And welcome to the second Great British Bake Off themed post. This week on the show it’s Bread Week, and so I’ve rustled up a little 18th century loaf for you to try, if you fancy baking along with the series this year.
I found this recipe in a French book on the skills of the artisan, specifically “Description et détails des arts du meunier: du vermicelier et du boulenger”, published in 1767 and written by Paul-Jacques Malouin regarding the skills of the miller, the pasta maker and the baker. If you’re wanting to dust off your rusty school-learned French, there’s a free e-book available for download here.
Helpfully, Monsieur Malouin included some illustrative engravings in his book, with notes on the various utensils and accoutrements of the trade, as well as identifying different loaves.
Some, like the loaf above, were to be enjoyed at specific meals, and the loaf here was known as type of soup bread – it’s special shape making it easy to tear off pieces during the meal. It was called artichoke bread, for its resemblance, albeit somewhat stylised, to a globe artichoke.
The illustration for the engraving is a tad small, but it gives the general idea of shape, if not size. An additional detail is that Monsieur Malouin suggests this bread be the last of a series of four breads that could be made from the one batch of dough. In order to retain it’s shape, the dough for this loaf needs to be rather stiff, ideal for making out of the trimmings and scraping of other, more refined, loaves.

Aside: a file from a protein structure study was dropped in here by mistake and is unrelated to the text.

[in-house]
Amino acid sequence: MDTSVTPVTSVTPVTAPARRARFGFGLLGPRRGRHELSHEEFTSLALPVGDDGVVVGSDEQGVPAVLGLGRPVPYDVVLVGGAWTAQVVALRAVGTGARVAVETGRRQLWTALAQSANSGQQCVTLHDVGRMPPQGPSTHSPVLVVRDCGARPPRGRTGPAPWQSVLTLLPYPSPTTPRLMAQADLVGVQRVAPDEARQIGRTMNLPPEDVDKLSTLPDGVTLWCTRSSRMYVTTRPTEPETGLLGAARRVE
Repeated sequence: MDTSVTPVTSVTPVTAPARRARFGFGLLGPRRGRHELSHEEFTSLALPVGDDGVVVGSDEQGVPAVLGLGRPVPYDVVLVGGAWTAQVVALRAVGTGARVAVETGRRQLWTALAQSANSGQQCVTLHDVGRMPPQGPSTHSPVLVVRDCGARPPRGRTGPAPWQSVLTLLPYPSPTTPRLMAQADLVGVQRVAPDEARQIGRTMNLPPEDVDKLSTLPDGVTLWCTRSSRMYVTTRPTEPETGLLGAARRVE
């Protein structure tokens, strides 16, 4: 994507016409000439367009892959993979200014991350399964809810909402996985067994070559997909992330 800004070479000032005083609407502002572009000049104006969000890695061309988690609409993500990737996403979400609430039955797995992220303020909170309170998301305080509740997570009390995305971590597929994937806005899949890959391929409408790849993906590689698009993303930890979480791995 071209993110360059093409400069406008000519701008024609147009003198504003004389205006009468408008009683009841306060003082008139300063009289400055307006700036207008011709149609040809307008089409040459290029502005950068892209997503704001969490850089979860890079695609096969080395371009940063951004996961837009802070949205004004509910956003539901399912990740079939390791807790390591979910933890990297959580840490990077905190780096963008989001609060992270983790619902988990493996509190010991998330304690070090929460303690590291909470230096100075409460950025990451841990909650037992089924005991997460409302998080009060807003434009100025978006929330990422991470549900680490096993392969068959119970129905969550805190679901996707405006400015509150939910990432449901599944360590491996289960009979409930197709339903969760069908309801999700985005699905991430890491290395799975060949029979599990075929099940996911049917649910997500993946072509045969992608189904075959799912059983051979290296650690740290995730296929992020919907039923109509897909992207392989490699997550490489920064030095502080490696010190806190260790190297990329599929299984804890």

I probably added a little too much liquid for the loaf in the photograph, as the ‘leaves’ have sagged somewhat. A short (3 minute) video clip of a real French artian baker, Monsier Jaques Mahou, forming artichoke loaves is available here, alas, we do not get to see them emerge from the oven. Edit: Many thanks to Karan (see comments below) who pointed out that we CAN see cooked versions of this, and Monsieur Mahou’s other artisan breads emerging from the oven HERE
I’ve just used my standard white bread recipe, with the one difference of making the liquid half milk and half water. Using milk makes for a softer crust, so mix it with the water how you like. If you prefer an extremely crusty loaf, omit it altogether, or for a super-soft crust, use all milk or even cream.
500g strong white bread flour
1 sachet easy-blend yeast
200ml warm water
200ml warm milk
- Put all the dry ingredients into a bowl and mix.
- Stir the milk and water together and gradually add to the dry ingredients until the mixture comes together into a firmer-than-usual dough.
- Knead for 10 minutes until the dough becomes smooth and elastic.
- Return the dough to the bowl, cover with oiled cling film and set aside to rise until doubled in size.
- Tip out the dough and pat down to remove the air.
- Shaping the loaf:
- Roll out the dough to a length of between 80-100cm, and between 5-8cm wide (Figure 1 above).
- Using a dough scraper or a sharp knife, make a series of cuts half-way through the dough all along one side, about 2-3cm apart (Figure 2 above).